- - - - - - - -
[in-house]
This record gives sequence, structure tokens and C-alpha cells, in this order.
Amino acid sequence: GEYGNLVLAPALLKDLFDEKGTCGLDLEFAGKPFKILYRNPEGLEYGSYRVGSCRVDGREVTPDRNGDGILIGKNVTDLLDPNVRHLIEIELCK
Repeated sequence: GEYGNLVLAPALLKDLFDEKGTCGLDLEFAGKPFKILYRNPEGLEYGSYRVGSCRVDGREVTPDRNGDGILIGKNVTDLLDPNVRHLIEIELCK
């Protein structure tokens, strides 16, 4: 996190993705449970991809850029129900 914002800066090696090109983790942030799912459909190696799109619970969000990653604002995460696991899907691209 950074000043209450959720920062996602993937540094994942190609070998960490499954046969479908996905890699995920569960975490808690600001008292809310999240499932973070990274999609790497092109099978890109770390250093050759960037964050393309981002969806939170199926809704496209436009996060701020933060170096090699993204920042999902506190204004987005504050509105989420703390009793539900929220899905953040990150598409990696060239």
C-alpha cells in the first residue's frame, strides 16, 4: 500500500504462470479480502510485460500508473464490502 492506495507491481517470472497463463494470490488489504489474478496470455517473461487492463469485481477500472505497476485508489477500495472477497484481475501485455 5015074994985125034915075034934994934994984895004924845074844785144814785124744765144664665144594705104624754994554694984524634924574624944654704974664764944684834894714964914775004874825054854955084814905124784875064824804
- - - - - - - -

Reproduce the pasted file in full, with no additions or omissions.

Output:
[in-house]
This record gives sequence, structure tokens and C-alpha cells, in this order.
Amino acid sequence: GEYGNLVLAPALLKDLFDEKGTCGLDLEFAGKPFKILYRNPEGLEYGSYRVGSCRVDGREVTPDRNGDGILIGKNVTDLLDPNVRHLIEIELCK
Repeated sequence: GEYGNLVLAPALLKDLFDEKGTCGLDLEFAGKPFKILYRNPEGLEYGSYRVGSCRVDGREVTPDRNGDGILIGKNVTDLLDPNVRHLIEIELCK
């Protein structure tokens, strides 16, 4: 996190993705449970991809850029129900 914002800066090696090109983790942030799912459909190696799109619970969000990653604002995460696991899907691209 950074000043209450959720920062996602993937540094994942190609070998960490499954046969479908996905890699995920569960975490808690600001008292809310999240499932973070990274999609790497092109099978890109770390250093050759960037964050393309981002969806939170199926809704496209436009996060701020933060170096090699993204920042999902506190204004987005504050509105989420703390009793539900929220899905953040990150598409990696060239």
C-alpha cells in the first residue's frame, strides 16, 4: 500500500504462470479480502510485460500508473464490502 492506495507491481517470472497463463494470490488489504489474478496470455517473461487492463469485481477500472505497476485508489477500495472477497484481475501485455 5015074994985125034915075034934994934994984895004924845074844785144814785124744765144664665144594705104624754994554694984524634924574624944654704974664764944684834894714964914775004874825054854955084814905124784875064824804